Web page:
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Are prairie potholes important?

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Worthington,Minnesota 56187
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Are prairie potholes important?
Worthington Minnesota 300 11th Street / P.O. Box 639 56187

WORTHINGTON -- They may be called prairie potholes, sloughs or waterways, and they dot the Minnesota landscape like black spots cover a Dalmation.


Still, Minnesota's Wetlands Conservation Act (WCA) is reporting net losses of wetlands across the state, and agencies want to either stop those losses or change the WCA, legislation which has already been amended eight times since it was enacted in 1991.

More than 45 organizations --from the Sierra Club to the Association of Minnesota Counties (AMC), Minnesota Pollution Control Agency (MPCA), Department of Natural Resources (DNR) and the Army Corps of Engineers -- gathered in mid-November in St. Cloud for a roundtable to discuss the options. The meeting was hosted by the state's Board of Water and Soil Resources (BWSR).

Paul Langseth, of rural Worthington, is a recent addition to the state's BWSR board, having been appointed in July. He attended the roundtable in St. Cloud, and plans to attend meetings including the AMC annual conference in December to hear what other groups think of the WCA legislation and how they want to proceed.

Langseth said BWSR is tasked with finding a solution and making a recommendation to Gov. Tim Pawlenty. The governor has long said he wants to see no net loss in quantity, quality and biological diversity of wetlands in the state -- a task to which, for now, isn't being adhered.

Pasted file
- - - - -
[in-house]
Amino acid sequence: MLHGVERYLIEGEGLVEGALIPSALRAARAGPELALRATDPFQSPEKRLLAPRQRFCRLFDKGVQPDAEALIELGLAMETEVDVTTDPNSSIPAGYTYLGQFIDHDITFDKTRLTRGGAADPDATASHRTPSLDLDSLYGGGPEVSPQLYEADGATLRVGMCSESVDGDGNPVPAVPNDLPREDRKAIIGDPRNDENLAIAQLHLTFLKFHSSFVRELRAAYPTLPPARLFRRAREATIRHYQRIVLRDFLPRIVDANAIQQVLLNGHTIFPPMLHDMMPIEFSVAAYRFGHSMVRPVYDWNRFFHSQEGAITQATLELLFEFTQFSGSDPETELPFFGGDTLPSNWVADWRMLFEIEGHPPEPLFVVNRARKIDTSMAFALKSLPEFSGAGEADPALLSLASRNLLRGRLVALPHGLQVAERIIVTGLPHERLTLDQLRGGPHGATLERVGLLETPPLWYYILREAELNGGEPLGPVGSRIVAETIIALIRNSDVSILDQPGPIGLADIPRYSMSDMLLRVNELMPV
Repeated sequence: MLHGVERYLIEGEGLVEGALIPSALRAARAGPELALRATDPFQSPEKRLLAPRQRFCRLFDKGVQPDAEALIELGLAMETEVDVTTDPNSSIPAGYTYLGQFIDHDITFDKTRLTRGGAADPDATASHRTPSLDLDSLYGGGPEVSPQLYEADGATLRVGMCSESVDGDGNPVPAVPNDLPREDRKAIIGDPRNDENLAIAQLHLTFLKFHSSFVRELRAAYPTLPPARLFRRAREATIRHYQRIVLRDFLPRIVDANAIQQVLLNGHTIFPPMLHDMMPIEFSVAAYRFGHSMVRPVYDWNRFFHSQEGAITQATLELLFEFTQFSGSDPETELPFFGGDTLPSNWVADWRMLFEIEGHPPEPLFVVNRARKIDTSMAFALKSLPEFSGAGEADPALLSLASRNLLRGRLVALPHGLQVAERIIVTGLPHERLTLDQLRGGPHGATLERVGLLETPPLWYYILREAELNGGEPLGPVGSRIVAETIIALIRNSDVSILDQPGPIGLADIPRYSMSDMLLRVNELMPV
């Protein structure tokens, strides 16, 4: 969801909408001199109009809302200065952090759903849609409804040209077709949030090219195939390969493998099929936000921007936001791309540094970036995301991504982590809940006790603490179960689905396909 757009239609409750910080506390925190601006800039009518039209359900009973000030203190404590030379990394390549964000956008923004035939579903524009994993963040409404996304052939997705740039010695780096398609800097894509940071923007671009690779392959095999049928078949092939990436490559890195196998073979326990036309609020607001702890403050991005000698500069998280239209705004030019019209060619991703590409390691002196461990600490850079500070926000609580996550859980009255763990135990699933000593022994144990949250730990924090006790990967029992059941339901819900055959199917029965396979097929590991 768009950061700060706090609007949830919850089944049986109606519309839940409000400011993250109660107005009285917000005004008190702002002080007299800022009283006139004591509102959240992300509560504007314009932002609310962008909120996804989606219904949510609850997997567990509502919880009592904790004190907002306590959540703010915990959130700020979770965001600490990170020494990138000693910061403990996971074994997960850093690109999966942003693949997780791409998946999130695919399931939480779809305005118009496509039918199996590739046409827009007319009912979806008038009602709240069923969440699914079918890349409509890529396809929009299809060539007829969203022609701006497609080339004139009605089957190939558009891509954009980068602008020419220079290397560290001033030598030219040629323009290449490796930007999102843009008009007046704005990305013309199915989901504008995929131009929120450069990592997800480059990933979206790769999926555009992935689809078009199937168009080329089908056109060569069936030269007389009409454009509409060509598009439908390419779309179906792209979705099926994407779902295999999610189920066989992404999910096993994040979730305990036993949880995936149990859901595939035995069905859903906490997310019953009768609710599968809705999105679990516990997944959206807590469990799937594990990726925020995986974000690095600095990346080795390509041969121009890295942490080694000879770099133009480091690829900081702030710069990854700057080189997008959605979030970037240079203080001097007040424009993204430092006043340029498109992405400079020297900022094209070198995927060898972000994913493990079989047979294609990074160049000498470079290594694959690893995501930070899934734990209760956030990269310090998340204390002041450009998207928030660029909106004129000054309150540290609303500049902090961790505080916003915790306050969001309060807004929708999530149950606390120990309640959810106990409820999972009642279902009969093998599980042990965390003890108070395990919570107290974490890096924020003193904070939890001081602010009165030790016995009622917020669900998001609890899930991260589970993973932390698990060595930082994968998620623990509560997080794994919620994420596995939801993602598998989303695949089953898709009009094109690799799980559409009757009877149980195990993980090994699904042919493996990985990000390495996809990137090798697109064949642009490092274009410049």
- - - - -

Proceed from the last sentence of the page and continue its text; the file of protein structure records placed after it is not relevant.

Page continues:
In a recent report completed by BWSR's wetlands committee, statistics showed 400 to 600 acres of regulated wetlands are lost annually. At the same time, an estimated 50,000 acres of non-regulated wetlands are being created per year. While it seems obvious the state is gaining wetlands, the issue is over regulated versus non-regulated wetlands.

Basically, any wetlands restoration work done by groups such as Ducks Unlimited or private landowners counts toward non-regulated acres.

"The idea is we want to protect what wetlands we have, but we're not doing 100 percent by it and that's what the law requires," Langseth said. "The law deals only with regulated acres."

While eliminated wetlands acreage must be replaced, areas measuring less than 10,000 square feet are exempt from the law.

"We think we're losing more acres in the exempt or unrecorded area than what's reported," Langseth said.

While some would like to see the non-regulated wetlands count toward the state's regulated acreage, Langseth said that could be a detriment to what the state has worked for.

"Then we're back to the free-for-all we had before with filling in sloughs and I don't think Minnesota wants that -- I don't think we want to go back to that," he said.

Changing times

Over the years, hundreds of acres of wetlands have been filled in for the greater good, and that is no different in Nobles County. Langseth said prairie potholes or sloughs were lost for the sake of development -- whether it was for a paved road or a piece of property. Prairie Elementary, on Worthington's southwest side, for instance was once a slough.

"Several areas were basically sloughs and were dredge-filled," Langseth said.